Over $4M Raised to Help Cure Spinal Cord Injuries

In support of spinal cord injury awareness, 35,397 people joined the first Wings For Life World Run.
Runners begin the Wings For Life World Run 2014.
Wings For Life World Run 2014: The Start © Lucas Gilman for Wings for Life World Run
By Derreck Delk

In a remarkable global race with no finish line, a total of 35,397 participants from around the world simultaneously ran in the first-ever Wings For Life World Run, a race dedicated to funding research to find a cure for spinal cord injury.

Global winners were Ethiopia’s Lemawork Ketema (Men’s Division) and Norway’s Elise Molvik (Women’s Division), who ran distances of 46.4 miles and 32.35 miles, respectively, before being caught by a “Catcher Car,” an innovative moving finish line that pursued the runners from behind, and upon passing them ended their race.

Runners of all levels from 164 nations made history as they synchronized their feet at 34 race locations in 32 countries on six continents and attempted to outrun the Catcher Car. Runners got a 30-minute head start on the car, which then began its pursuit of passing everyone at 9.3 mph. Every hour, the car sped up, first to 9.94 mph, then to 10.56 mph, then 12.43 mph, and finally 21.75 mph. The car stayed at 21.75 mph until the last participant had been passed.

In the U.S., runners outfitted in custom ASICS t-shirts kicked off the race in the early morning at three locations: Santa Clarita, California at 3 a.m. local time, Denver, Colorado at 4 a.m. local time, and in Sunrise, Florida at 6 a.m. local time. Prior to the start of the Santa Clarita race, the Walk and Roll Dance Team performed for the on-site participants and their supporters, and Australian singer/songwriter Kate Southwell, known to her fans as “Kada,” and also fiancé to World Run ambassador Barney Miller, sang the National Anthem.

U.S.A. Race Winners:

Santa Clarita, California – Calum Neff (34.56 miles) and Jeannie Rutherford (21.05 miles)
Denver, Colorado
– Hunter Paris (32.7 miles) and Erlena Josifi (19.8 miles)
Sunrise, Florida
– Michael Wardian (34.1 miles) and Haley Chura (26.93 miles)

"Not seeing the global runners, but knowing that they were right there with me in the race, I had to keep pushing myself and it came down to personal drive,” said Callum Neff about racing against global competitors, simultaneously. "I knew I had to get to the crest of the hill, and that if I did I could put a gap in it because at that point the race was head-to-head with Florida. That downhill portion that I worked so hard to get was what gave me that win today," he added.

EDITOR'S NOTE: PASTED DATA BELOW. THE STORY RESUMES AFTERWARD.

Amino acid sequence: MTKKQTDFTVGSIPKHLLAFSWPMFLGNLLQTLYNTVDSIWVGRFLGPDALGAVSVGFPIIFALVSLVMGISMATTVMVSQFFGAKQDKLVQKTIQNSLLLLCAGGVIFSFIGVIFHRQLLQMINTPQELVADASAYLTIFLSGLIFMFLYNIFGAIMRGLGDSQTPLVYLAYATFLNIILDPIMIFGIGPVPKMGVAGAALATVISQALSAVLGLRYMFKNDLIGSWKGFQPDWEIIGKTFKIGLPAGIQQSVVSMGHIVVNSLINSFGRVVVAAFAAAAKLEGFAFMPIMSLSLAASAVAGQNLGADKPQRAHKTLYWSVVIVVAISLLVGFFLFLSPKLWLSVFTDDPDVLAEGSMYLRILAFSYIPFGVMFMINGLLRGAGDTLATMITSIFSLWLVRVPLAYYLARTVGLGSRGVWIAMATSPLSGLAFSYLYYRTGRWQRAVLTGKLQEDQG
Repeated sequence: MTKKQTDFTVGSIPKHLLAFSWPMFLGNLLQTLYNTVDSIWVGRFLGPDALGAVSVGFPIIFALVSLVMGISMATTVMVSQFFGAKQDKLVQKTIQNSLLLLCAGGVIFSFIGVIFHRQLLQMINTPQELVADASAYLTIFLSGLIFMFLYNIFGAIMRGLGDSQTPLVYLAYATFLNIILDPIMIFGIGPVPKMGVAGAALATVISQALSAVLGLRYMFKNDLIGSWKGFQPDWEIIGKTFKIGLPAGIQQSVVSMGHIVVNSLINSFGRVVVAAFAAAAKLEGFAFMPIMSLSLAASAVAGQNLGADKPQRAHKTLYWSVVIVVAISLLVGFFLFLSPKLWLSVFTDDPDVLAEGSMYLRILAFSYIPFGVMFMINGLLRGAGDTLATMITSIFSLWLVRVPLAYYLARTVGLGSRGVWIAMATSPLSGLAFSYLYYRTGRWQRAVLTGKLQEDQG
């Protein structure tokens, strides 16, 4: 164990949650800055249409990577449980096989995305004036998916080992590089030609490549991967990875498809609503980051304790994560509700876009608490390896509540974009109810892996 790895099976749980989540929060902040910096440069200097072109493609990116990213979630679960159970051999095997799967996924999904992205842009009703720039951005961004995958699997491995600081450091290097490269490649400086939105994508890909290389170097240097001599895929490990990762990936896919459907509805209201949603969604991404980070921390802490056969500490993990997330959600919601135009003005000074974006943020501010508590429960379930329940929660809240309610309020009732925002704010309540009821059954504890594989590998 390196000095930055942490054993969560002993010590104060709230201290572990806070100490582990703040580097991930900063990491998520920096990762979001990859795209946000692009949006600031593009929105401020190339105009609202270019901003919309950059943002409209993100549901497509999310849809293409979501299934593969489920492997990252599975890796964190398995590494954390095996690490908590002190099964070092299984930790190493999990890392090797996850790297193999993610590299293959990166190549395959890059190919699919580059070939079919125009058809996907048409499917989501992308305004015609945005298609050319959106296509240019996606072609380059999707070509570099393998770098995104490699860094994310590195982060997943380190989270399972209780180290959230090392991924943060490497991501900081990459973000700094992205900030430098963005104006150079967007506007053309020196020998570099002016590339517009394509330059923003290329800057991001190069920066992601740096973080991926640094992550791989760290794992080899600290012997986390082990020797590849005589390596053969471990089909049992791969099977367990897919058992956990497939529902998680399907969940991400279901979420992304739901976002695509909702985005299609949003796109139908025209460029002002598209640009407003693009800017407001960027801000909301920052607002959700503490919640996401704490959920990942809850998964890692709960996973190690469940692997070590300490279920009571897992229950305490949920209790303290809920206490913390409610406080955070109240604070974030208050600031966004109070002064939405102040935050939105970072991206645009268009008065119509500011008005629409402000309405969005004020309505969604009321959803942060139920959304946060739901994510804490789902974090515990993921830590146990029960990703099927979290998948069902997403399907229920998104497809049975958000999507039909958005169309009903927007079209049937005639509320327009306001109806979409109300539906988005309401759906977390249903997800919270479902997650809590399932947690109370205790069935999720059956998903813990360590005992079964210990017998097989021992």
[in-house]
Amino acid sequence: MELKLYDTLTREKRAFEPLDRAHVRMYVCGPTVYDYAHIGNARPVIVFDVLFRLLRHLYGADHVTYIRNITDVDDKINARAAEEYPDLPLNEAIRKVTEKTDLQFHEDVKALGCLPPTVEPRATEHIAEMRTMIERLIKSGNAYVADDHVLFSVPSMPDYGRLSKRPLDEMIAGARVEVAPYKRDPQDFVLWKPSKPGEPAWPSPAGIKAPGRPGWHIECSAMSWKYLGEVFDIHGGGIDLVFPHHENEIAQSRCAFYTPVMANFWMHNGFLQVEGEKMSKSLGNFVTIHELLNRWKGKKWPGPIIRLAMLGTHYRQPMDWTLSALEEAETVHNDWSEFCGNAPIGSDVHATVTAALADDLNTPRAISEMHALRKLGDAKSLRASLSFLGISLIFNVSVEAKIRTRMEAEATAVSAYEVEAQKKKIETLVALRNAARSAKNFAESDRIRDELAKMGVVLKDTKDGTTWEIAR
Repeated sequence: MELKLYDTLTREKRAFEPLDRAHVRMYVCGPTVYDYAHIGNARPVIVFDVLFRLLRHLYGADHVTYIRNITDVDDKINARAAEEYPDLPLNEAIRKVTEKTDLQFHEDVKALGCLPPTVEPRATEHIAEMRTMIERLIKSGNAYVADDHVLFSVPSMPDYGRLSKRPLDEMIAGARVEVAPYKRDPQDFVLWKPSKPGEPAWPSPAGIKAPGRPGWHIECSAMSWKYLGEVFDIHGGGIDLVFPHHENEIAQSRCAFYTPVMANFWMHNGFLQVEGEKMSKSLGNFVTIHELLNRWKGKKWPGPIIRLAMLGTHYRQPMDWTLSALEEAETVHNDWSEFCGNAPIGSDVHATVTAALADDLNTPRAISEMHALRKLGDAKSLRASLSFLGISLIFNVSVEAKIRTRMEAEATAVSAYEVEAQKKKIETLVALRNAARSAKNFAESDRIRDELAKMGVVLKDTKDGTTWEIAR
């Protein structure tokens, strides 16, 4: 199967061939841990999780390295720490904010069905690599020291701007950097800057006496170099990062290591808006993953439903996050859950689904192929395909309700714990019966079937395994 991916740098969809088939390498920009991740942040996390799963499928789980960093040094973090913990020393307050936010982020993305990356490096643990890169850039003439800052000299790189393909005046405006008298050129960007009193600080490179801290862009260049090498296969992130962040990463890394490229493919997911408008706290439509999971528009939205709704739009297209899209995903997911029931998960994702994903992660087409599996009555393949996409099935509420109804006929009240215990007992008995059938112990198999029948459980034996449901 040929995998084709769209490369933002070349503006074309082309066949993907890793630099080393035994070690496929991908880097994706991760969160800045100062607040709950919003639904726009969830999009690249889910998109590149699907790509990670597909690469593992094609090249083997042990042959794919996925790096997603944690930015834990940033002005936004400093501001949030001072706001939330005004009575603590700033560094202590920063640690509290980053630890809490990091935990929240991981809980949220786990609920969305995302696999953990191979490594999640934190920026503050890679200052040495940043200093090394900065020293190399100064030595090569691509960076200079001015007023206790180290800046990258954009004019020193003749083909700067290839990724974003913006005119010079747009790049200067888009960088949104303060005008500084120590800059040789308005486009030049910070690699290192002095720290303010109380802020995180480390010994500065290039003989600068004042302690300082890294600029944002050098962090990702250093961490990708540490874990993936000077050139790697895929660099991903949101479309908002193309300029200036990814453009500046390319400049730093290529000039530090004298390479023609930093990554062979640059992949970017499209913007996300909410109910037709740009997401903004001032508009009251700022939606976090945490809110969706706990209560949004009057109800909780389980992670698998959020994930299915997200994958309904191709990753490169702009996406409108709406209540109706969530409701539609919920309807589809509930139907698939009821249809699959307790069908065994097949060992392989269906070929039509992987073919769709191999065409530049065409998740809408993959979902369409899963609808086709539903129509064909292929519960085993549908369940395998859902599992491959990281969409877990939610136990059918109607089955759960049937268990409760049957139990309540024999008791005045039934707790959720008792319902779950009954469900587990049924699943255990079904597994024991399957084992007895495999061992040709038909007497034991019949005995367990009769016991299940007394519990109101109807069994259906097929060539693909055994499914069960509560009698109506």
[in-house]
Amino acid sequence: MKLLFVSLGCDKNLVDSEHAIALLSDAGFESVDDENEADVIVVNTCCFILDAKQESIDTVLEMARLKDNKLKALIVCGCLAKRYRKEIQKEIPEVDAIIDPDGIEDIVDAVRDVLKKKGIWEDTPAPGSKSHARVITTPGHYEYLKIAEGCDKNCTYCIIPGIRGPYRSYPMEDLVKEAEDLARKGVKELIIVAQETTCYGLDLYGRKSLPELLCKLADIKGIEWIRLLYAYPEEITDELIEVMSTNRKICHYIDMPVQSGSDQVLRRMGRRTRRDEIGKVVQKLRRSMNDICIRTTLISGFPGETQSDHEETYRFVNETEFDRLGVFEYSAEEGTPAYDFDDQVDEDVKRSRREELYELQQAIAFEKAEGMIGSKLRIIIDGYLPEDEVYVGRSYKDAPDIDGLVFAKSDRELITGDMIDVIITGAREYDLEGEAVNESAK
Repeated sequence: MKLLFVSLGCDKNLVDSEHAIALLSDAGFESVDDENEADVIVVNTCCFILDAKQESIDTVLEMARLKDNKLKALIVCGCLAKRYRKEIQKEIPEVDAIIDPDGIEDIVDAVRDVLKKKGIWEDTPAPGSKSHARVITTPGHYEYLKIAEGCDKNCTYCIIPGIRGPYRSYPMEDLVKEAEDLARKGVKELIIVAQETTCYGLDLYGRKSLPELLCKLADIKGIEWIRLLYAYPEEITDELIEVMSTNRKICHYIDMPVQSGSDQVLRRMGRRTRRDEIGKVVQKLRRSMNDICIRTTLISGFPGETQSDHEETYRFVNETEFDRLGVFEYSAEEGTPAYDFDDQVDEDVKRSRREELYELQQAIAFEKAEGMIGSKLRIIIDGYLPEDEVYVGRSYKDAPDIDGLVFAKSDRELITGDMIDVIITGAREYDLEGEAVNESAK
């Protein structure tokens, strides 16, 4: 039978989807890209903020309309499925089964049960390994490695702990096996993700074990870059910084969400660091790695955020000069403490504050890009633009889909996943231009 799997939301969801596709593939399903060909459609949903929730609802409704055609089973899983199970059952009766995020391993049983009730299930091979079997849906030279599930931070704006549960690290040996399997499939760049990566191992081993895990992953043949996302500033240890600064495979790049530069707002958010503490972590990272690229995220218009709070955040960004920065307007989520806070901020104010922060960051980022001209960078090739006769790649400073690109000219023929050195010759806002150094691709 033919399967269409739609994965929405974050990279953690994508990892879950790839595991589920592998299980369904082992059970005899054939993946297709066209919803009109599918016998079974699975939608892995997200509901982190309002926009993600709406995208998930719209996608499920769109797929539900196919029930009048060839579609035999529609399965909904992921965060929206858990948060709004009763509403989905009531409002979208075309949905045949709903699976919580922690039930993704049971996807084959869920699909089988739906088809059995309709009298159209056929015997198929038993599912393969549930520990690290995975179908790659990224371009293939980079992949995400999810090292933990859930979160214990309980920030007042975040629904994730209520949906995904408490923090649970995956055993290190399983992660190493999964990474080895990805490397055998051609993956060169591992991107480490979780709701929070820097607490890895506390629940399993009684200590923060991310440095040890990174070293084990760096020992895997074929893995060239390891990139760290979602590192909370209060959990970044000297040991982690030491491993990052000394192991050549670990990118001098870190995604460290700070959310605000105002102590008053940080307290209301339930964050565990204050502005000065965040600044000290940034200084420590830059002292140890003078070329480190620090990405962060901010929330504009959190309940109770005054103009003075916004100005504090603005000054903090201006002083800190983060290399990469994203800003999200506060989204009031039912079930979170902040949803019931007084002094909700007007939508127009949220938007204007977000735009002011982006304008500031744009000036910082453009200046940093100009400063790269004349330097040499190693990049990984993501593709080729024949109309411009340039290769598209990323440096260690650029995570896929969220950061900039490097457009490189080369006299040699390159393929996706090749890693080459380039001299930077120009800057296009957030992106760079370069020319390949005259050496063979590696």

As top U.S. finishers, Neff and Chura will choose anywhere in the world to run in next year’s Wings For Life World Run. Rutherford, Paris, Josifi and Wardian will select any U.S. location to run at next year. Confirmed cities for the May 3, 2015 race will be announced at a later date and fans are encouraged to sign up for updates at http://www.wingsforlifeworldrun.com/join.

Ketema and Molvik, the last male and female runners worldwide to be caught by the Catcher Car, received the top prize - an extraordinary month-long trip around the world, with stops in Salzburg, Istanbul, Cape Town, Hong Kong, Bangkok, Sydney, Fiji, Los Angeles and Rio de Janeiro.

In the wheelchair class, Tatyana McFadden, racing in Sunrise, was crowned global champion for being the last racer caught worldwide at the 11.3-mile mark. She has won 10 Paralympic medals and was the winner of the 2014 Boston Marathon women’s wheelchair race. Along with Sunrise, wheelchair races were also held in Austria, Brazil and the United Kingdom.

Wings for Life World Run Ambassadors, Barney Miller, Jesse Billauer, Cory Hahn, and Mark Pollock, were on-site in Santa Clarita supporting the racers, while a few chose to participate in the race, including Tamara Mena, Aaron Baker, Honza Rejmanek, and Nadia Gonzales.

Crossover Athletes in the Three U.S. Races:

Denver, Colorado – Football All-Pro DeMarcus Ware; snowboarder Louie Vito; skiers Nick Goepper, Bobby Brown, Chris Davenport, Grete Eliassen and Sarah Hendrickson; mountain biker Rebecca Rusch; ultra runner Karl Meltzer; and snowmobile stars Levi LaVallee and Jake Scott.

Sunrise, Florida – Track star and bobsledder Lolo Jones; wakeboarder Steel Lafferty; ultra marathon champion Michael Wardian; road cycle star Tim Johnson; Handball legend Timbo Gonzales; and Tatyana McFadden, a 10-time Paralympic medalist and winner of the 2014 Boston Marathon women’s wheelchair race.

Santa Clarita, California – America’s Cup champion skipper Jimmy Spithill; windsurfer Robby Naish; surfers Jamie O’Brien, Ian Walsh, Carlos Burle, and Maya Gabiera; waterman Kai Lenny; BMX riders Corey Bohan, Anthony Napolitan and Mike “Hucker” Clark; freestyle motocross stars Robbie Maddison and Ronnie Renner; and skateboarder Joey Brezinski.

The Wings for Life World Run was not a traditional 10K run, nor a marathon with a clear finish line. Across 13 time zones in day and night conditions, geo-synced GPS systems and RFID technology recorded the parallel global results, coordinated by 110 timekeepers with four tons of timing equipment for the 34 Catcher Cars. Worldwide, approximately 200 cameras and 34 television feeds brought the extravaganza to a world of supporters and spectators, friends and family.

Millions of people around the world are living with a spinal cord injury, and each year thousands more are traumatically injured – the main cause being traffic accidents. 100% of the registration fees from the World Run go directly to the Wings for Life Foundation to fund research to cure spinal cord injury.

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